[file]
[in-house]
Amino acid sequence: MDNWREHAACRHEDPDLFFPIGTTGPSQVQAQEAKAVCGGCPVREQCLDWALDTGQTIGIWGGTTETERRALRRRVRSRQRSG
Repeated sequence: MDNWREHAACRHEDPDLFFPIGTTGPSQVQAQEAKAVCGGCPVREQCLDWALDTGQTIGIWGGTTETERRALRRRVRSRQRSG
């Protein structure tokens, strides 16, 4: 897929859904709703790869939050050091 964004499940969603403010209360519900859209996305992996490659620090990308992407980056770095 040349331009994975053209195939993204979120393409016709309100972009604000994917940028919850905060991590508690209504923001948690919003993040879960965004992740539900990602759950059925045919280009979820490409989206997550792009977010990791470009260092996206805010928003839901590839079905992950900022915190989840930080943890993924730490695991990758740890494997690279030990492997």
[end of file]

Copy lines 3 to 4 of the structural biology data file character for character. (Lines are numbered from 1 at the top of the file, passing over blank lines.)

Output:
Repeated sequence: MDNWREHAACRHEDPDLFFPIGTTGPSQVQAQEAKAVCGGCPVREQCLDWALDTGQTIGIWGGTTETERRALRRRVRSRQRSG
């Protein structure tokens, strides 16, 4: 897929859904709703790869939050050091 964004499940969603403010209360519900859209996305992996490659620090990308992407980056770095 040349331009994975053209195939993204979120393409016709309100972009604000994917940028919850905060991590508690209504923001948690919003993040879960965004992740539900990602759950059925045919280009979820490409989206997550792009977010990791470009260092996206805010928003839901590839079905992950900022915190989840930080943890993924730490695991990758740890494997690279030990492997």